Why this cofounder moved back to Philly to launch the Uber of house calls - Technical.ly Philly

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Nov. 1, 2017 9:23 am

Why this cofounder moved back to Philly to launch the Uber of house calls

Statum Health is now live in Philly. For a flat rate of $199, it lets users summon nurse practitioners for a house call.
Statum Health cofounders Monik Sheth and Kunal Lodaya are based at the Project Liberty incubator.

Statum Health cofounders Monik Sheth and Kunal Lodaya are based at the Project Liberty incubator.

(Courtesy photo)

After graduating from Drexel University in 2011, Monik Sheth spent the better part of five years working as a consultant in New York but, when it was time to start his company, he moved back to Philly.

Originally from the Philly suburbs, it was Sheth’s first choice after being exposed to New York and San Francisco’s tech communities.

“A lot of people in Philly say it: Here you feel like a part of the community, even for someone outside coming in,” Sheth told Technical.ly. “I also found more diversity here.”

Together with cofounder Kunal Lodaya, the 28-year-old launched Statum Health two weeks ago, a startup in the healthcare space offering on-demand house calls. For a flat rate of $199, the company lets users in its service area (mostly Philly proper, for now) get preventive or urgent care from a network of from nurse practitioners working as independent contractors.

Philly’s network of eds and meds anchor institutions like the University of Pennsylvania and Jefferson added to Philly’s case, as did digital health innovation coming from places like Comcast doing connected health initiatives. The team of three includes clinical manager Jessica Divanno, who’s also a nurse practitioner.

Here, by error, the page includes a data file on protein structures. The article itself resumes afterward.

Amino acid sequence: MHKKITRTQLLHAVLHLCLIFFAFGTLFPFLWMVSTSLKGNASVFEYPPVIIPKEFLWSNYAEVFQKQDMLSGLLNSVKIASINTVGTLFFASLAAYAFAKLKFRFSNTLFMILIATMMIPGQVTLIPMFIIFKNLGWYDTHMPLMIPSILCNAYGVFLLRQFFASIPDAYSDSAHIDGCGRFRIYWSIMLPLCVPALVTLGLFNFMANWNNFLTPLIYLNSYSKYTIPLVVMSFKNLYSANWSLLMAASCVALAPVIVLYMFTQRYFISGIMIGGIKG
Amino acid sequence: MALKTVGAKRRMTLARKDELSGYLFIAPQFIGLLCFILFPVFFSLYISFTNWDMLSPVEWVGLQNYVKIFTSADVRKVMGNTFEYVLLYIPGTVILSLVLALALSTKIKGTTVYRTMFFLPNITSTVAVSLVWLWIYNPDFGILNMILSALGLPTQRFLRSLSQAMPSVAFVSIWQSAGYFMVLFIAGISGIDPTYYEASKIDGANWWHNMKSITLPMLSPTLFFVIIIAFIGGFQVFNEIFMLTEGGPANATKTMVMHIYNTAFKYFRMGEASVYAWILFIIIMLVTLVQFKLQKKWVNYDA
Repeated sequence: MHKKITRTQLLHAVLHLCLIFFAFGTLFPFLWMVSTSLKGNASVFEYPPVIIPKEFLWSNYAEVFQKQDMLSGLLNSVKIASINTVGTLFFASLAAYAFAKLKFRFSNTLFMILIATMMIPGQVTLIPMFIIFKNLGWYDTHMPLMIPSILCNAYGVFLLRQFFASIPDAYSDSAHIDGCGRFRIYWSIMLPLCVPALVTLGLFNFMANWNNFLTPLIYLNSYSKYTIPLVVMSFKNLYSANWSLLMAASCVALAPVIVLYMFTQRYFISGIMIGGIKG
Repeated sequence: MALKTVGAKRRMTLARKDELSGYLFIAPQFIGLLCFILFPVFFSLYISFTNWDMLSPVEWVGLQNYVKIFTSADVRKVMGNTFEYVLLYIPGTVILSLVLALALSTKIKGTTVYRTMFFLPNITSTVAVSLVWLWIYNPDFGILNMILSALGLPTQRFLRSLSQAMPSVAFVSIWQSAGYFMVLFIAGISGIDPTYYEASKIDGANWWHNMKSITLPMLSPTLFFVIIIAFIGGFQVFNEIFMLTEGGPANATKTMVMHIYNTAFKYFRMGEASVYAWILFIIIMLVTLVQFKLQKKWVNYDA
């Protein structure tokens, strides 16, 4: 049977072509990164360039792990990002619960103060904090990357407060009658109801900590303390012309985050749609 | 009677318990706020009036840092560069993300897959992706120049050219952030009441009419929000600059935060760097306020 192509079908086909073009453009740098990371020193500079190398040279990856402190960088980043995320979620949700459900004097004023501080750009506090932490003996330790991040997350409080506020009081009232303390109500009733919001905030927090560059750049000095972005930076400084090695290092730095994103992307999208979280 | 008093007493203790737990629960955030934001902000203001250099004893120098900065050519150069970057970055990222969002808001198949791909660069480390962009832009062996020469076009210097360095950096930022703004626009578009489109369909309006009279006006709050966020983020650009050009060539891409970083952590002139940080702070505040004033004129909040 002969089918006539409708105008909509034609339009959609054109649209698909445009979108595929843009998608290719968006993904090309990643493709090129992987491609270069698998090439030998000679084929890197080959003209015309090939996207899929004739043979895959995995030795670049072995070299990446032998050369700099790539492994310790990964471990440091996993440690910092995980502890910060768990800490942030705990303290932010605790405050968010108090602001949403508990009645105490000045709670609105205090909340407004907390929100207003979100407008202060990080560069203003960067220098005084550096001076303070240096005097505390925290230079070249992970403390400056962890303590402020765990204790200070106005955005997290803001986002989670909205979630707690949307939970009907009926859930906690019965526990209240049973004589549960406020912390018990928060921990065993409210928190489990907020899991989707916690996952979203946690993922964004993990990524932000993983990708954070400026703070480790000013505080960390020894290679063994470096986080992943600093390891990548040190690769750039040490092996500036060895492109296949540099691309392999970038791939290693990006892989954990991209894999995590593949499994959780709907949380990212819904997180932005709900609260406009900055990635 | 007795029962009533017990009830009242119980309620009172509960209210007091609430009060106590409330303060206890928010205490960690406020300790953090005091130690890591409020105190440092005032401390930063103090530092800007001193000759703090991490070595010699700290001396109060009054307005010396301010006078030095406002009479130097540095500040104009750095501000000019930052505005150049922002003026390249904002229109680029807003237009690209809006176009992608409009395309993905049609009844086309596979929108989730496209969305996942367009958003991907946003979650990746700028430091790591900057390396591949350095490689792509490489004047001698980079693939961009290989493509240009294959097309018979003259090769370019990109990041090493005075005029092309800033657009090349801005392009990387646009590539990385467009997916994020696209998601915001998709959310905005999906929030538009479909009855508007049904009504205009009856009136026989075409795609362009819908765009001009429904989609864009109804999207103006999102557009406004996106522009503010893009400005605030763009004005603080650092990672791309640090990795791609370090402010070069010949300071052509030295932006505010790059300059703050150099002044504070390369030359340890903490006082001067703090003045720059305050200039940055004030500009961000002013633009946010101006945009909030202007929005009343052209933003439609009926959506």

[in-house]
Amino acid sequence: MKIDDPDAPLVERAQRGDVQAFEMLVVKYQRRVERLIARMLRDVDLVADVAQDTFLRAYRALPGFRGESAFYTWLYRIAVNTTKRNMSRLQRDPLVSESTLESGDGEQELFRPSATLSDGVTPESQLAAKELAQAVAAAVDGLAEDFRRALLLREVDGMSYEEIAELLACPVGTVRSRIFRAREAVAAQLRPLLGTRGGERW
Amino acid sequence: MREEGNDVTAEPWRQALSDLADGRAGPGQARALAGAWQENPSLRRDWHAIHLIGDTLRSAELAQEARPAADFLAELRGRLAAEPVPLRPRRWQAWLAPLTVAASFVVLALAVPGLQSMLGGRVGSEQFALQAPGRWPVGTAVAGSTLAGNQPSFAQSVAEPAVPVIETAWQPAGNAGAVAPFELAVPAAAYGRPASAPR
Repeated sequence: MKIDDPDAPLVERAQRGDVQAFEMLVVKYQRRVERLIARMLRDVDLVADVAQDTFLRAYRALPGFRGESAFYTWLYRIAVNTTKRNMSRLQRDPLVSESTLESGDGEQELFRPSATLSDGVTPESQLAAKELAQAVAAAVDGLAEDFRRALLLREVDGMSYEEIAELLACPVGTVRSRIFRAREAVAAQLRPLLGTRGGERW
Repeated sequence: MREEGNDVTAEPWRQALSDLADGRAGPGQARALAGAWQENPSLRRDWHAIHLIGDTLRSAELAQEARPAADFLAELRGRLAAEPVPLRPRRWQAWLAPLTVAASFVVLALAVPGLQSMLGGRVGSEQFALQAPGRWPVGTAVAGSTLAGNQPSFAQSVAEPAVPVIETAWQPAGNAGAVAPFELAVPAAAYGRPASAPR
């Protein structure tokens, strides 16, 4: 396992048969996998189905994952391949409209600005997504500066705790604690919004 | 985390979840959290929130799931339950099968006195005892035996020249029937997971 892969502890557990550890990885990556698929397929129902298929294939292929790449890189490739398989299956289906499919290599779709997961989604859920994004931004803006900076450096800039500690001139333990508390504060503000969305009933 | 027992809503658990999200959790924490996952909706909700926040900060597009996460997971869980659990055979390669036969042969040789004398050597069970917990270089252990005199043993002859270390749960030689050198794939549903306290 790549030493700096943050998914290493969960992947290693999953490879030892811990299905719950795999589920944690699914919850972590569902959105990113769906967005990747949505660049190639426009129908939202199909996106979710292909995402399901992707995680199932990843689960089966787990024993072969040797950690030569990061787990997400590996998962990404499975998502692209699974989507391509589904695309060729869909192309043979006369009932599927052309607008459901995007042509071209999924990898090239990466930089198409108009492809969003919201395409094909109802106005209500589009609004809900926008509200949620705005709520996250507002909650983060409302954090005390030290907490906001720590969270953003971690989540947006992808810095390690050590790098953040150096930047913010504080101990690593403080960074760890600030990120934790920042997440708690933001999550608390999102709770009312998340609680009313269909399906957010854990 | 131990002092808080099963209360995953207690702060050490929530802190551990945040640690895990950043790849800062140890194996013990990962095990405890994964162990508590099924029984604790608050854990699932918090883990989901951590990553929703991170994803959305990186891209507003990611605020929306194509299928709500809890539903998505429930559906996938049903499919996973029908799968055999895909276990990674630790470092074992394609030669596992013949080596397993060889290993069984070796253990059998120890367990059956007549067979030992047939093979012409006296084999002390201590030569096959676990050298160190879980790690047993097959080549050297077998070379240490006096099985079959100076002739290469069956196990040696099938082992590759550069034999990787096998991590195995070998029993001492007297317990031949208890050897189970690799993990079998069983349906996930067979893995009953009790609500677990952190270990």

(Read Sheth’s Medium explainer on how the idea for the company came together.)

The “Uber for healthcare” model has been done before by other companies like West Coast–based Heal. The cofounder said the “Uber of” phrase is fine for a big picture explainer, but there’s more to the story.

“It’s a bit challenging and off-base,” Sheth said. “Uber’s strategy is to maximize for growth in every situation. We’re delivering healthcare and we need to take a more prudent approach to our growth. Also, we want to work with the incumbents in the space to be a part of the care continuum rather than just disrupt at all costs.”

To date the company is bootstrapped, with both cofounders kicking in $50,000 to get things started. The startup is based out of Philadelphia Media Network’s Project Liberty incubator. Sheth said the next move from Statum Health is raising a seed round. Catch them pitching investors at PACT’s Capital Conference this week.

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